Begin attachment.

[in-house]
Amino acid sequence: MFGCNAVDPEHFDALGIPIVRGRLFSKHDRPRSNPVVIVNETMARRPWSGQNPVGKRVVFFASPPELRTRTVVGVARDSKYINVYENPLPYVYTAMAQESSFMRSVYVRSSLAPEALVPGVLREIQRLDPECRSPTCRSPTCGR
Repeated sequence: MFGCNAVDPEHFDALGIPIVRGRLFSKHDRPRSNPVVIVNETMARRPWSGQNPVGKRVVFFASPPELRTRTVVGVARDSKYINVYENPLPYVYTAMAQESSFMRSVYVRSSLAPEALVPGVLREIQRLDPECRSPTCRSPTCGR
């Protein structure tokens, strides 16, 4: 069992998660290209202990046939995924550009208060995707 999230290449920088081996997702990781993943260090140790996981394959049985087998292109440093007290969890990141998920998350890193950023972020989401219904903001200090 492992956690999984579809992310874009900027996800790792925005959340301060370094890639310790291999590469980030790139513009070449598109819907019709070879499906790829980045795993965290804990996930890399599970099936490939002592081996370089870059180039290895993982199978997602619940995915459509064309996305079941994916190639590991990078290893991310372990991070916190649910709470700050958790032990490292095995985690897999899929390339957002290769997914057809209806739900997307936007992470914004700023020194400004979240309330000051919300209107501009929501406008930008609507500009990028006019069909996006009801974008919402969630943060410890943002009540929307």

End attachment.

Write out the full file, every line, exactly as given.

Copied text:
[in-house]
Amino acid sequence: MFGCNAVDPEHFDALGIPIVRGRLFSKHDRPRSNPVVIVNETMARRPWSGQNPVGKRVVFFASPPELRTRTVVGVARDSKYINVYENPLPYVYTAMAQESSFMRSVYVRSSLAPEALVPGVLREIQRLDPECRSPTCRSPTCGR
Repeated sequence: MFGCNAVDPEHFDALGIPIVRGRLFSKHDRPRSNPVVIVNETMARRPWSGQNPVGKRVVFFASPPELRTRTVVGVARDSKYINVYENPLPYVYTAMAQESSFMRSVYVRSSLAPEALVPGVLREIQRLDPECRSPTCRSPTCGR
């Protein structure tokens, strides 16, 4: 069992998660290209202990046939995924550009208060995707 999230290449920088081996997702990781993943260090140790996981394959049985087998292109440093007290969890990141998920998350890193950023972020989401219904903001200090 492992956690999984579809992310874009900027996800790792925005959340301060370094890639310790291999590469980030790139513009070449598109819907019709070879499906790829980045795993965290804990996930890399599970099936490939002592081996370089870059180039290895993982199978997602619940995915459509064309996305079941994916190639590991990078290893991310372990991070916190649910709470700050958790032990490292095995985690897999899929390339957002290769997914057809209806739900997307936007992470914004700023020194400004979240309330000051919300209107501009929501406008930008609507500009990028006019069909996006009801974008919402969630943060410890943002009540929307």